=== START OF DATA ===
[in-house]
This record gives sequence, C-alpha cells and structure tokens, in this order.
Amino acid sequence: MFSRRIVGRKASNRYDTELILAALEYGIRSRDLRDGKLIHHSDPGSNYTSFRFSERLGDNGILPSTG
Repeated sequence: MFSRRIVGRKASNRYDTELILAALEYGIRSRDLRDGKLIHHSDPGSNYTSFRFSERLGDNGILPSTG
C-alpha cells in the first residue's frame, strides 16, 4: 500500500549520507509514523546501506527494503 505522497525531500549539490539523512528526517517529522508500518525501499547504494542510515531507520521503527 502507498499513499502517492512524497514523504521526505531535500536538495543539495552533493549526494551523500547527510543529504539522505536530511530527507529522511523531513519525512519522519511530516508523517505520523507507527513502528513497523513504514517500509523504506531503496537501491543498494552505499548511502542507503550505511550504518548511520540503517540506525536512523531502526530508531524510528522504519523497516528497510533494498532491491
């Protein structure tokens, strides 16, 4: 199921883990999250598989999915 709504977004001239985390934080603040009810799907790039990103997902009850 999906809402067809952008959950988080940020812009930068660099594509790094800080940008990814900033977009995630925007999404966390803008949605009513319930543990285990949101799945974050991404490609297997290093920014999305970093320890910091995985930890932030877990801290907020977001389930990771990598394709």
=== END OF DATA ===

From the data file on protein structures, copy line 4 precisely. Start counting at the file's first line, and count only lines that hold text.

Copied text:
Repeated sequence: MFSRRIVGRKASNRYDTELILAALEYGIRSRDLRDGKLIHHSDPGSNYTSFRFSERLGDNGILPSTG